Being prepared with 3D printing
Christopher Norrick, assistant director of operations for USI’s Creative and Print Services, bought his first 3D printer five years ago. Since then he’s made board game pieces, an air filter cover—even a light saber. But right now, he’s printing something that could save lives: face shields for healthcare workers.
“They are relatively simple, and the failure of one is less critical, as it's a backup to other personal protective equipment (PPE), such as N95 masks,” says Norrick. “But they can really help prolong the life of those masks and add a barrier to potential eye entry of the virus.”
Norrick is one of many “makers” around the world using 3D printers, among other equipment, to advance a grassroots project known as ‟Plan C.” It’s a “backup plan to the backup plan when the real PPE supplies run out, and it's this or nothing,” he says.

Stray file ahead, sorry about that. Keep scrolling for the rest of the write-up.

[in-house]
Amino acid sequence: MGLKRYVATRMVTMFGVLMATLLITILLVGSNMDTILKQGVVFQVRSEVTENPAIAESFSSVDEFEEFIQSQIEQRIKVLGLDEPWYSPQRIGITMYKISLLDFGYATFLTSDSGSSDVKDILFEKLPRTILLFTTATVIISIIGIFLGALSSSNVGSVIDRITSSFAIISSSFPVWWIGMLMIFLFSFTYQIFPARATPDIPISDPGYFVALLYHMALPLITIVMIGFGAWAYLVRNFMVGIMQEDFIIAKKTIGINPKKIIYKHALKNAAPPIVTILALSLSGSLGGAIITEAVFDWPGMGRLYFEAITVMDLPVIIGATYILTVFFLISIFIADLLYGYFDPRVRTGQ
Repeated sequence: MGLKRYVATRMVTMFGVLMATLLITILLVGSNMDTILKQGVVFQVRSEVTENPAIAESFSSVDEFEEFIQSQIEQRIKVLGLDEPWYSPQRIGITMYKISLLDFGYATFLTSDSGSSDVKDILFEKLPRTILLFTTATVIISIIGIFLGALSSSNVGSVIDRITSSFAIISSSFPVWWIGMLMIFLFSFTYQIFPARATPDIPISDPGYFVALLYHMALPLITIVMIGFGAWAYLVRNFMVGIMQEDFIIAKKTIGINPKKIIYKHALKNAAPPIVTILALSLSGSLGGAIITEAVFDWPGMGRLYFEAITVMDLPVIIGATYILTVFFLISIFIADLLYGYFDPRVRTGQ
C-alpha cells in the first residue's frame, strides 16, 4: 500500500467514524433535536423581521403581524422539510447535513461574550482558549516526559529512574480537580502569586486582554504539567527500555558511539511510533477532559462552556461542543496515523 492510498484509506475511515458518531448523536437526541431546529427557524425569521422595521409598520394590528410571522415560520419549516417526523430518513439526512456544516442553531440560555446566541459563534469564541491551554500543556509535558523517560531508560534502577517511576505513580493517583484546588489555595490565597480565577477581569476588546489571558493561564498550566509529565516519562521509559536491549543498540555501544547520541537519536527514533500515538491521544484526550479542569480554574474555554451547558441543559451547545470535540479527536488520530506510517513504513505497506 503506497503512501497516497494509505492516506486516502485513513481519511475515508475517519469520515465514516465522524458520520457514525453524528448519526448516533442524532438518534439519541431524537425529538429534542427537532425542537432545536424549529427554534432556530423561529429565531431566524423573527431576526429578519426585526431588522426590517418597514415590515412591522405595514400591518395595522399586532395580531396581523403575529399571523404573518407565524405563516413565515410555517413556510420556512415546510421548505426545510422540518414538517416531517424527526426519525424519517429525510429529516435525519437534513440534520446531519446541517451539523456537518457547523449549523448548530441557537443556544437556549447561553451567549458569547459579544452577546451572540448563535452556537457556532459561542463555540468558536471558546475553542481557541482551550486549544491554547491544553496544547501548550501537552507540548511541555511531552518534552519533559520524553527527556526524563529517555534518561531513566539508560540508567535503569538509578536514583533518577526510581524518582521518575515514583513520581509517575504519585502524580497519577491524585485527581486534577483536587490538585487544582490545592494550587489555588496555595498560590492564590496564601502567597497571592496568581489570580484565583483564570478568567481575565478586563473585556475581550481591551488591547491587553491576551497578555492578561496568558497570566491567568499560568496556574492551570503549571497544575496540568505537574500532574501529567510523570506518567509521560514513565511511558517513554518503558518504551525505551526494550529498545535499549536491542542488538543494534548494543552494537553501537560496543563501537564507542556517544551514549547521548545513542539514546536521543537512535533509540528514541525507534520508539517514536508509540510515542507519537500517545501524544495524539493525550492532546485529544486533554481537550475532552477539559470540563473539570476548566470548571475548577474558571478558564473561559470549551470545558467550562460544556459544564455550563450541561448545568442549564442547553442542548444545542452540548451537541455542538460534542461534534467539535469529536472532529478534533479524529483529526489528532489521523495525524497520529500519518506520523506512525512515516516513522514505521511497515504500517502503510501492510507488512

“One of the themes of the Maker Movement and 3D printing in general is ‛distributed manufacturing.’ The goal is to move manufacturing away from the centralized model and disperse to thousands of mini-factories in an attempt to increase collaboration and reduce shipping costs—or make something right where the demand is quickly. This project was a very good ‛use case’ to test that.”
Following a concept created by a company in Sweden, Norrick makes two frames every 90 minutes. “I can load up the [open source] design from my computer, hit ‛print’ and the 3D printer is automated until a print finishes,” he says. “Then it's just a matter of running downstairs and putting on gloves to remove the frames from the printer and place them in a sealed bag.”
To complete the shields, he attaches a product once commonplace in classrooms—transparency sheets. The old school overhead projector accessory is long enough to cover the user’s face while still allowing enough room for a mask to be worn underneath.
Though he hasn’t distributed any of the face shields—yet—Norrick’s goal is to have 100 ready, just in case.
“I see this huge, slow tidal wave coming our way, and this is one thing I could do in advance to help out if that wave crashes on us. I hope it doesn't, but ‛Be Prepared,’ the Boy Scout motto, was imprinted on my young brain, and it never left.”